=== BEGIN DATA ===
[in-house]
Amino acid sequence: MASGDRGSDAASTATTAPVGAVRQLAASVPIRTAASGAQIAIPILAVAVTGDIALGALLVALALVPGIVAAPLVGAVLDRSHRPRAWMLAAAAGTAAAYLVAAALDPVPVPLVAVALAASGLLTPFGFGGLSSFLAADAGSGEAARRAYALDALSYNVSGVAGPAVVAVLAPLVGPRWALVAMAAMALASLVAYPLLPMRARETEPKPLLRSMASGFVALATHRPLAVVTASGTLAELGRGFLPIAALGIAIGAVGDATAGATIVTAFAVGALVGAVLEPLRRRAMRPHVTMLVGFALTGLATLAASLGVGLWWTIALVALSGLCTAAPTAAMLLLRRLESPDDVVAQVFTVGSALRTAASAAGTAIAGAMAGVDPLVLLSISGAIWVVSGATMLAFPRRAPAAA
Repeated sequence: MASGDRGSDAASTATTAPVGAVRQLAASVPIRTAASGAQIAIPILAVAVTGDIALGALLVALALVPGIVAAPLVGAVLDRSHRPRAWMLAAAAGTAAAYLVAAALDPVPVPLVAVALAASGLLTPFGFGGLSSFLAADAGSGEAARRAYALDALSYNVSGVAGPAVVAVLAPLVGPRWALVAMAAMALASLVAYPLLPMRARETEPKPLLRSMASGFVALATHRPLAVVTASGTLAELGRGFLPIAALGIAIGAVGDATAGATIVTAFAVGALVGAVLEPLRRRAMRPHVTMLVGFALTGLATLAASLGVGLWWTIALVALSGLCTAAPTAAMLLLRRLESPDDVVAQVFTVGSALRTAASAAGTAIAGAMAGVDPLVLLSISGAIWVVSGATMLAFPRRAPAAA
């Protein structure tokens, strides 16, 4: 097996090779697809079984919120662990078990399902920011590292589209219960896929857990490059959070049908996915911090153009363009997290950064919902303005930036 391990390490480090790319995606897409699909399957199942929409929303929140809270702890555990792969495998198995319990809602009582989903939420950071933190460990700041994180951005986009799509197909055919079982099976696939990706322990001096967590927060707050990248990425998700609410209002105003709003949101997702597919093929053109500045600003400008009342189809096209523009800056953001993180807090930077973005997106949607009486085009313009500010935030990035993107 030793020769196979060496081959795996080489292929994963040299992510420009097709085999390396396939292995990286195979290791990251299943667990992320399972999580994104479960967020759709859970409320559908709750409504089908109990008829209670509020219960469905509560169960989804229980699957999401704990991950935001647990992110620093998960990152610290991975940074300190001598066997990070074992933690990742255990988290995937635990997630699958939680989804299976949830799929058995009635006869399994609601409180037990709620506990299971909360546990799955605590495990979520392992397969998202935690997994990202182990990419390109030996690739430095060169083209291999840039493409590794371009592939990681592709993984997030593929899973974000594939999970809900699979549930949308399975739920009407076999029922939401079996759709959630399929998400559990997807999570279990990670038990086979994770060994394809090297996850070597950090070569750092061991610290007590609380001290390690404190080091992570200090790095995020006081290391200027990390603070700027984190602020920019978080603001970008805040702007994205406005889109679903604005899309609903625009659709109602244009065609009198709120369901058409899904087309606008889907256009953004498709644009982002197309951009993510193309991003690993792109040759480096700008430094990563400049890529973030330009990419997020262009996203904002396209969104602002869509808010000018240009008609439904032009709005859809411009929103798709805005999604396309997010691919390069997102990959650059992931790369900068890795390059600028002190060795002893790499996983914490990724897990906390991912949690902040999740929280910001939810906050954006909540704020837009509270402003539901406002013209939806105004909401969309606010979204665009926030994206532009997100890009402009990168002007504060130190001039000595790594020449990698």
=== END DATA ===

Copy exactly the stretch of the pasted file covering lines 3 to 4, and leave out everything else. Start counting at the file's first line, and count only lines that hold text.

Repeated sequence: MASGDRGSDAASTATTAPVGAVRQLAASVPIRTAASGAQIAIPILAVAVTGDIALGALLVALALVPGIVAAPLVGAVLDRSHRPRAWMLAAAAGTAAAYLVAAALDPVPVPLVAVALAASGLLTPFGFGGLSSFLAADAGSGEAARRAYALDALSYNVSGVAGPAVVAVLAPLVGPRWALVAMAAMALASLVAYPLLPMRARETEPKPLLRSMASGFVALATHRPLAVVTASGTLAELGRGFLPIAALGIAIGAVGDATAGATIVTAFAVGALVGAVLEPLRRRAMRPHVTMLVGFALTGLATLAASLGVGLWWTIALVALSGLCTAAPTAAMLLLRRLESPDDVVAQVFTVGSALRTAASAAGTAIAGAMAGVDPLVLLSISGAIWVVSGATMLAFPRRAPAAA
């Protein structure tokens, strides 16, 4: 097996090779697809079984919120662990078990399902920011590292589209219960896929857990490059959070049908996915911090153009363009997290950064919902303005930036 391990390490480090790319995606897409699909399957199942929409929303929140809270702890555990792969495998198995319990809602009582989903939420950071933190460990700041994180951005986009799509197909055919079982099976696939990706322990001096967590927060707050990248990425998700609410209002105003709003949101997702597919093929053109500045600003400008009342189809096209523009800056953001993180807090930077973005997106949607009486085009313009500010935030990035993107 030793020769196979060496081959795996080489292929994963040299992510420009097709085999390396396939292995990286195979290791990251299943667990992320399972999580994104479960967020759709859970409320559908709750409504089908109990008829209670509020219960469905509560169960989804229980699957999401704990991950935001647990992110620093998960990152610290991975940074300190001598066997990070074992933690990742255990988290995937635990997630699958939680989804299976949830799929058995009635006869399994609601409180037990709620506990299971909360546990799955605590495990979520392992397969998202935690997994990202182990990419390109030996690739430095060169083209291999840039493409590794371009592939990681592709993984997030593929899973974000594939999970809900699979549930949308399975739920009407076999029922939401079996759709959630399929998400559990997807999570279990990670038990086979994770060994394809090297996850070597950090070569750092061991610290007590609380001290390690404190080091992570200090790095995020006081290391200027990390603070700027984190602020920019978080603001970008805040702007994205406005889109679903604005899309609903625009659709109602244009065609009198709120369901058409899904087309606008889907256009953004498709644009982002197309951009993510193309991003690993792109040759480096700008430094990563400049890529973030330009990419997020262009996203904002396209969104602002869509808010000018240009008609439904032009709005859809411009929103798709805005999604396309997010691919390069997102990959650059992931790369900068890795390059600028002190060795002893790499996983914490990724897990906390991912949690902040999740929280910001939810906050954006909540704020837009509270402003539901406002013209939806105004909401969309606010979204665009926030994206532009997100890009402009990168002007504060130190001039000595790594020449990698």